A 3 year old wandered away from his home in rural Missouri. Don’t worry—a searcher found him dirty and tick-covered but smiling and ready to eat. Here’s what I want to talk about:
The media, in every single story I read or heard, felt it necessary to explain that the father was sleeping and the mother was talking on the phone.
Is there a normal, living parent who can’t understand how a 3 year old could walk out the door without being seen?
If you know where your children are every second of the day, and if they’ve never managed to hide in the clothes racks at the store or turn the corner on a sidewalk before you’ve reached it, then don’t talk to me. My children wait until I’m on the toilet or in the shower and then head out to the front yard, where they are never allowed without my supervision. They run as far away from me in the mall as my voice will carry and they don’t come back until I’m hysterical screaming at the top of my lungs that big scary men will steal them and make them clean toilets unless they come back RIGHT NOW AND I MEAN IT!!!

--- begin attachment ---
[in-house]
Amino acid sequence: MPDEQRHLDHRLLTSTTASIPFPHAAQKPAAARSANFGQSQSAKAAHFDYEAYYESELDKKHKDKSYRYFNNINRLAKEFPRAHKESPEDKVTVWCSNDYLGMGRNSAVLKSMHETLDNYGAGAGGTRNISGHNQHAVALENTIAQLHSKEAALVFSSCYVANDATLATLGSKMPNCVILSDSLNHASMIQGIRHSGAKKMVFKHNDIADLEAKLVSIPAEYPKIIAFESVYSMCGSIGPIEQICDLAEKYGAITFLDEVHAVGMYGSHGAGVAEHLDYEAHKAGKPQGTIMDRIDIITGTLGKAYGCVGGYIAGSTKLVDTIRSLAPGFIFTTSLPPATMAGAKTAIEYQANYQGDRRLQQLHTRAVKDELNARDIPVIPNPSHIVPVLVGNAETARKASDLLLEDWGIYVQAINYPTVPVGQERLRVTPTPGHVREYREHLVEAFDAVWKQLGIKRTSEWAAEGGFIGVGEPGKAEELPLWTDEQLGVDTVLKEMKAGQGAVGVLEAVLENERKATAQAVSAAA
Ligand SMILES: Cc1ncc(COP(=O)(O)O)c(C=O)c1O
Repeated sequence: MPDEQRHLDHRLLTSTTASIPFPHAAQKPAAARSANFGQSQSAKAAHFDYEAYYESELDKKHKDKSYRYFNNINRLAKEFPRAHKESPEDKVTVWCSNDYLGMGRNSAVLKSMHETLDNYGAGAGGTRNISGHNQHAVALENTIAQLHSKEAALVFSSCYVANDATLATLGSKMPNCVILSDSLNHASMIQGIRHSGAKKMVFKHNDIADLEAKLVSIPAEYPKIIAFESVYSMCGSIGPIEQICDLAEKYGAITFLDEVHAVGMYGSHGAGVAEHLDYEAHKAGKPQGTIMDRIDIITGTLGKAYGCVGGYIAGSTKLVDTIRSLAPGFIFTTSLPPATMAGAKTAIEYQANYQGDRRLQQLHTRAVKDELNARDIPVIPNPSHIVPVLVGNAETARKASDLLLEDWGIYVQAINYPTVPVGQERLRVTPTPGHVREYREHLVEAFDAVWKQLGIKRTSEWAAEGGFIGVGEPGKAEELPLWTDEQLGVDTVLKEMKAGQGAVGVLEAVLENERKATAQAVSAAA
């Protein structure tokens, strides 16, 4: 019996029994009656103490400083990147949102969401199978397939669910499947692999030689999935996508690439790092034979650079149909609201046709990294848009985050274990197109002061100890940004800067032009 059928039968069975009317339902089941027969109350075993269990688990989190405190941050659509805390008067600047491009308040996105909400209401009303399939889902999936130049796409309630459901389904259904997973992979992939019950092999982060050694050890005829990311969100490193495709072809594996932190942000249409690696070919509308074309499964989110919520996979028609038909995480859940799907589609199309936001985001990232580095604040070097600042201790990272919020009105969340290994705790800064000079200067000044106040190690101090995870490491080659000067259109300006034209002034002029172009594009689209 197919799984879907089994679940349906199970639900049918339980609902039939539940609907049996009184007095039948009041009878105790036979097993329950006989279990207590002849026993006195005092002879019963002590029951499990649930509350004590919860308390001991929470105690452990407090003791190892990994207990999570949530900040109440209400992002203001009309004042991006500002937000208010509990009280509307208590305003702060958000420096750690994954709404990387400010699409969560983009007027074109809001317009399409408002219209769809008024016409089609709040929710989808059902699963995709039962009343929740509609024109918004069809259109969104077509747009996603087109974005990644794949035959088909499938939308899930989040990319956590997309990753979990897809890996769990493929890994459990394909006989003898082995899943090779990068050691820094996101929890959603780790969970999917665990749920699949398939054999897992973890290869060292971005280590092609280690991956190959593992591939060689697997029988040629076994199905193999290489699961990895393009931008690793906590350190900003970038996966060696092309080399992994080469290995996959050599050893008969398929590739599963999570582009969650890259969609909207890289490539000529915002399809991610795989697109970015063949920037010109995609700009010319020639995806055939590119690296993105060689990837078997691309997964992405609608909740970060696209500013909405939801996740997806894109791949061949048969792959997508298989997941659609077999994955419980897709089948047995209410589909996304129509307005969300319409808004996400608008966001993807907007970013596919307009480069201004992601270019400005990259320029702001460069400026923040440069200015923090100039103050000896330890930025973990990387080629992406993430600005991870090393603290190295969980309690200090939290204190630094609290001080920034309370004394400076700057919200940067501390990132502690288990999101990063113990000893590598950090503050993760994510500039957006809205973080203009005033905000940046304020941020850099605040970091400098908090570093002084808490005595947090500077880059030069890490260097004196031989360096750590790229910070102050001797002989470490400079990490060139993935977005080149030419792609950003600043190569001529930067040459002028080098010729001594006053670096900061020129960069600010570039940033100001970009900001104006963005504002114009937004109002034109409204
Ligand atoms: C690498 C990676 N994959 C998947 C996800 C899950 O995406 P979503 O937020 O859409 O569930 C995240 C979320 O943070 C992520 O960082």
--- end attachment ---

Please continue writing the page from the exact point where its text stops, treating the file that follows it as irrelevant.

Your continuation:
How can a 3 year old, with arms and legs, walk out a door without a parent knowing? Um, he turned the handle and left. Easy as pie. And how dare that mom talk on the phone? Next we’ll find out that she had dirty dishes in her sink and hadn’t showered yet. Gee, sounds like my whole life. And the dad was sleeping? Probably because he was A) working at night or B) awake all night with the 3 year old. And what if he wasn’t? So. So he took a nap and his child broke a rule. If sleeping while your kids break rules is a crime, parents of teenagers all over the world better watch out.
Here’s the other twist: turns out, the boy was on his way to visit his Grandma. And he was only half a mile from reaching her, after walking for about 4 miles. Sounds like a kid who knows where the goodies are and how to get to them. And it sounds like a family who visits each other enough that a child can figure out how to travel from one house to the other. They aren’t dogs, you know. They don’t have good tracking instincts. If my children were dropped at the back entrance of our neighborhood, I doubt they could find their way home. ‘Course, they’d have more incentive to head to Grandma’s, but then again, she’s more than 5 miles away, so good luck there.
I’m glad the baby is back, safe and hungry for hot dogs and milk. I’m glad Halpin, the worker who found him, saw the dogs sniffing and went to investigate. I’m glad his parents have a happy ending to their story. And I hope the media, who have apparently never raised a single child among the lot of them, back off and let the family have a moment to regroup.